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BlueStringPudding

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BlueStringPudding last won the day on July 24 2020

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About BlueStringPudding

  • Birthday 08/07/1974

Profile Information

  • Gender
    Female
  • Location
    Hertfordshire
  • Interests
    Eating, drinking, floating and being merry. DIY-ing the boat, Greenery, cute furry creatures, and a snifter of Talisker... ah...bliss!

Previous Fields

  • Occupation
    Chief Executive & Costume Designer n stuff
  • Boat Name
    Mabel Stark
  • Boat Location
    About the place

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  1. This post cannot be displayed because it is in a forum which requires at least 10 posts to view.
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  6. BSP already knows about your Professor Alice Roberts fixation. And quite frankly, BSP approves.
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  8. I like House of Mistry shampoos and conditioners. https://www.houseofmistry.com/hair-care
  9. I was about to suggest Warwick Parkway station too. I used to travel from there when working in London. Moored either at Saltisford or at the bottom of the flight or near the Cape pub, or below the two locks towards Kate Boats.
  10. Variation on a theme. Instead of desmo legs, I bought a VW campervan swing out table leg. It's L-shaped and rotates around a vertically mounted bracket in the crook of the L-shaped sofa. The leg and table top swivel independently and a lever clamps each in position. I use a harp shaped mirror as a small table top now because it's all I need, but it would work with any shape (I used to use a much larger table top). It swings in and out for getting in behind it to sit down or using it at a different angle, and it's height adjustable. Or it detaches altogether and table top and leg stores under the gunnel and behind the front steps. It works well for up to 4 people, but would be less sturdy for a massive banquet. When a double bed, the base slides out like a drawer, supported on 2 sides by the sofa base and on the outer side by 2 fixed wooden legs attached to the sliding bed base. The table isn't part of the bed. I've included a pic of before the sliding bed base was varnished so it's easy to see how the supporting legs fit between the drawers under the sofa. The photo of it as a bed is from before I had the cushions covered, hence the delightful railway carriage style upholstery 😃
  11. My header tank has a miniature ballcock type thing in it. When the level goes down, a white plastic float that usually sticks up above the top of the header tank, dips down. If the stop valve is open, the floating ballcock automatically fills the header tank from the main water supply, and stops when it's full enough. When the stop valve is closed, I can top it up manually instead. In other words, a floaty indicator thing for header tanks already exists. Just need to find out what it's called 🤔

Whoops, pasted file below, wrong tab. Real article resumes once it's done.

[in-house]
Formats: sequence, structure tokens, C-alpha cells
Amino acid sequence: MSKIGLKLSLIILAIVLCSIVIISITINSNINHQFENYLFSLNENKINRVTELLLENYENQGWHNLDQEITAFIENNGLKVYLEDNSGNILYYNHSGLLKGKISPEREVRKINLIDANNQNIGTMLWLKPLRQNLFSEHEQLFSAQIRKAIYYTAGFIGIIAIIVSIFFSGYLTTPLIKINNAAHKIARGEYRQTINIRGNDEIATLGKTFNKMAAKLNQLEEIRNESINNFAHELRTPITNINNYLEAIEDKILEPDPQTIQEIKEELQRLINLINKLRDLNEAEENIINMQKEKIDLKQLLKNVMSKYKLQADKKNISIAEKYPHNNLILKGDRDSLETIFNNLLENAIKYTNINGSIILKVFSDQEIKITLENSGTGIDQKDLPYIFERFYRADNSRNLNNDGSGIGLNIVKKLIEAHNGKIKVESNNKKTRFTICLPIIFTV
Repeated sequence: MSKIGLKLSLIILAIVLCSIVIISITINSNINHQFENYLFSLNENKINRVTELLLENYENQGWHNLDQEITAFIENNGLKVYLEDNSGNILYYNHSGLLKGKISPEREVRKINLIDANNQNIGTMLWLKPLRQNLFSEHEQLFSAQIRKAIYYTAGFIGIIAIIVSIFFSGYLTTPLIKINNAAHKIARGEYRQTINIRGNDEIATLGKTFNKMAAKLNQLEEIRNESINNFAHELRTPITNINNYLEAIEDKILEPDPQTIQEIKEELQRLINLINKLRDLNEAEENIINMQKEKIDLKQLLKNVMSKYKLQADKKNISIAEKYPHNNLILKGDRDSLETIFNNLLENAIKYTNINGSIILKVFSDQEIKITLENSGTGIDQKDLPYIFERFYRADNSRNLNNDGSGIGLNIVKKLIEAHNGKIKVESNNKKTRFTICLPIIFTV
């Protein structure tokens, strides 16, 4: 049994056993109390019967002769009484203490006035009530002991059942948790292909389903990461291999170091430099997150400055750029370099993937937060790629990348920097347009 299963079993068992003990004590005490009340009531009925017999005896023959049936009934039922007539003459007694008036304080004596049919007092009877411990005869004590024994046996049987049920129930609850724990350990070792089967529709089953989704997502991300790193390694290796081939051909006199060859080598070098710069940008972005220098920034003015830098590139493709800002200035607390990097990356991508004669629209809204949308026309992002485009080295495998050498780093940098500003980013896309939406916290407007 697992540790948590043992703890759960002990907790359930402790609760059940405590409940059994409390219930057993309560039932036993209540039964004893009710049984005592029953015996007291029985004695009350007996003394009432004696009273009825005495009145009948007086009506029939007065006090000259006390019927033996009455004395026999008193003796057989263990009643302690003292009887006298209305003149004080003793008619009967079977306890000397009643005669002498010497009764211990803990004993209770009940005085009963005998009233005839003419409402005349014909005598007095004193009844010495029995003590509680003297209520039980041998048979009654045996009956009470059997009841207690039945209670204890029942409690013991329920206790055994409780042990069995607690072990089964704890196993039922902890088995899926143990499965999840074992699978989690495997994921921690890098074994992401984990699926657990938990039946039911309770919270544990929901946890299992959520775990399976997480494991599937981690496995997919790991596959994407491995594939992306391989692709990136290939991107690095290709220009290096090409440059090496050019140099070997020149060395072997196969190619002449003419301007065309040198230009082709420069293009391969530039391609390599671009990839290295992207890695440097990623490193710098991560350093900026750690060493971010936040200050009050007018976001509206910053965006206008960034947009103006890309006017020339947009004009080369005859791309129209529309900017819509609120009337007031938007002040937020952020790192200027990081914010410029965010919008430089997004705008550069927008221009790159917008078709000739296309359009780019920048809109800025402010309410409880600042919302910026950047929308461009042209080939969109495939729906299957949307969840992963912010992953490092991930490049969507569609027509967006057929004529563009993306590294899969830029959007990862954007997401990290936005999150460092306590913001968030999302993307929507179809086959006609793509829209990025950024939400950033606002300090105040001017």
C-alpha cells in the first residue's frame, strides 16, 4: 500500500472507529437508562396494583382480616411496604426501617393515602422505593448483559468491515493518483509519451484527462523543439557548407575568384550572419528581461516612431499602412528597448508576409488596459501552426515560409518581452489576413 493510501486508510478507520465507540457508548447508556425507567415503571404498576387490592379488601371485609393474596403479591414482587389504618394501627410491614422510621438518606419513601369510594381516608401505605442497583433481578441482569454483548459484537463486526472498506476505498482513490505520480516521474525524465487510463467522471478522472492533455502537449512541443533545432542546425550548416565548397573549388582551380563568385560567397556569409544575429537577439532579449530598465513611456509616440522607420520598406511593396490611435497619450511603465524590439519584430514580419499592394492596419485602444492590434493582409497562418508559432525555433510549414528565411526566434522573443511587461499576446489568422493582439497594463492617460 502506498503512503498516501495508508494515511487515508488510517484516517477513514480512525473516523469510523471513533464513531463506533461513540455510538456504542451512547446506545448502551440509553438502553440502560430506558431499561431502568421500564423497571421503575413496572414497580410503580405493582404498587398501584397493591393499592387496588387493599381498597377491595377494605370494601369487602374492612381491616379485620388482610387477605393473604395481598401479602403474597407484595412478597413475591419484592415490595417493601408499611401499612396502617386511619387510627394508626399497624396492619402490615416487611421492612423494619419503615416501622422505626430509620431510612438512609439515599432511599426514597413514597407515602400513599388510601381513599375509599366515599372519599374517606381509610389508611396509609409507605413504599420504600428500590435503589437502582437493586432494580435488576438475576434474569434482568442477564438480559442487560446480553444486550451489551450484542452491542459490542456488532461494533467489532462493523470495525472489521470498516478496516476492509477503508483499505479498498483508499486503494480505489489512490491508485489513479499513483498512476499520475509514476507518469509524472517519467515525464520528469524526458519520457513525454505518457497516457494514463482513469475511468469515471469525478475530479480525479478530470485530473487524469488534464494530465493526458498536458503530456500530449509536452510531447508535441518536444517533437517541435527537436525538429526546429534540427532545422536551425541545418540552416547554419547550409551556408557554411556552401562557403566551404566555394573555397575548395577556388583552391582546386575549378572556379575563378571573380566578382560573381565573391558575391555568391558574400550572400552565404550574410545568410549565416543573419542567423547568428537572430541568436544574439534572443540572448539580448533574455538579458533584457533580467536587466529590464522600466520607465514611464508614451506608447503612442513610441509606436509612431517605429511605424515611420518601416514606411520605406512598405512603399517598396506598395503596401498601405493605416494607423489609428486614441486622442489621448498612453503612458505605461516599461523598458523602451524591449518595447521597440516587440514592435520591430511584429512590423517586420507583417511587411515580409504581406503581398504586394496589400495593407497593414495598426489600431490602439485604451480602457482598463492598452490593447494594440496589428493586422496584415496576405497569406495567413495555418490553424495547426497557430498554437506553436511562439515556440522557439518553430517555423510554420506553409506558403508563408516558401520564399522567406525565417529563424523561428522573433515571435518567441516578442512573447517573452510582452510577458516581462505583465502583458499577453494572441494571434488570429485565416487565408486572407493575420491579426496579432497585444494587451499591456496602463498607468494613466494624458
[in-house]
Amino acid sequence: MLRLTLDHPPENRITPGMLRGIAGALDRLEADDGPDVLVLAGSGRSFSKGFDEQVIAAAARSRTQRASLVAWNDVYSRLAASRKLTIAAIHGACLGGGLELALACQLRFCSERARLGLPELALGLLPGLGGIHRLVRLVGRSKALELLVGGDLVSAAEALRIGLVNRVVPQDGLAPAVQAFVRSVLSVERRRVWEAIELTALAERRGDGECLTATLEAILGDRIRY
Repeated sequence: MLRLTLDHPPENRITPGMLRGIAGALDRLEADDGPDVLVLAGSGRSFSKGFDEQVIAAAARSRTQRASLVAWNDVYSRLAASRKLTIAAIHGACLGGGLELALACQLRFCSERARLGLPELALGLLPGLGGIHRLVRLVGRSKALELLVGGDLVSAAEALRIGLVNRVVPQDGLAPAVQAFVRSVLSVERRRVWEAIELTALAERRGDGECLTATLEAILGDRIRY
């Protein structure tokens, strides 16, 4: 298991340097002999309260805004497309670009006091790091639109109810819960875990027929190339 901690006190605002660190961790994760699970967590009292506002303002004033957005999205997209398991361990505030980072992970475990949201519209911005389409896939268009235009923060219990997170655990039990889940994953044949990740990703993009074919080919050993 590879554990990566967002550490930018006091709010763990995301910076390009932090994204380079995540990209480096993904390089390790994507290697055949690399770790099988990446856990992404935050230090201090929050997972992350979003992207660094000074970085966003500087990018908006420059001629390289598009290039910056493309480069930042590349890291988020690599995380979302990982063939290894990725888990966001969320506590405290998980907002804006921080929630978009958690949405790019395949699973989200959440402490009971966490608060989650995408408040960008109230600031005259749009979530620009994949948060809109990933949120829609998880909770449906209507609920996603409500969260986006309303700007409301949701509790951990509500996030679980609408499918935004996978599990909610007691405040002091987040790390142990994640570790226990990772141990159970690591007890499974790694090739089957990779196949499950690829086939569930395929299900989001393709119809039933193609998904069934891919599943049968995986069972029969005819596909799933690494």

12. Corridors and the bathroom might be more tricky to negotiate for someone particularly tall and broad. Personally, I would consider those things rather than the beds as priority for accessibility for taller or broader people. A person can sleep with their knees bent if need be, but it's hard to curl up in a shower because it's not centrally positioned to be in the tallest part of the boat, or to sit on a loo that's positioned a couple of inches from a bulkhead or sink, so that shoulders and hips don't fit into the space above the toilet seat. As someone suggested above, a holiday on a widebeam canal boat might be sensible. It would be more likely to have a spacious bathroom, double doors or wider internal walkways (an accessible boat will have a wet room which would overcome the problem of trying to find a taller shower cubicle), and room to manoeuvre around the living space and kitchen without the difficulty of others trying to pass by, which can already be logistically tricky even for the skinniest or shortest people new to being on a narrowboat. As soon as you need to be standing or walking to the far side of the cabin or corridor, the ceiling curves downwards reducing head room. So a widebeam ought to give more comfortable options to your taller and broader friends.
  13. Welcome, Greg. If you're looking forward to those classic British cuisines, I suggest buying the eggs, bacon, and sausages for your full English breakfast from a local farm shop you pass on your travels on the boat. It'll be all the more delicious than anything from a supermarket. And if you're going to have Yorkshire Pudding, you gotta have a proper roast dinner to go with it, to really appreciate it. (Lots of decent pubs do a good roast beef with Yorkie puds dinner or carvery on a Sunday lunchtime, if you're not making your own. Lots of pubs are eateries too these days and you don't have to drink booze. There's always tea, coffee and soft drinks served in pubs. Although you might want to try a good British ale at least once while you're here - all my American friends think we drink warm lager on this country, until they come to the UK and actually try a nice cool glass of proper ale, which is totally different to lager. We have lager too, but that is served very cold, as it should be). And don't forget desserts like Sticky Toffee Pudding and Apple Crumble for the full British weight-gain experience Keep us posted how you get on.
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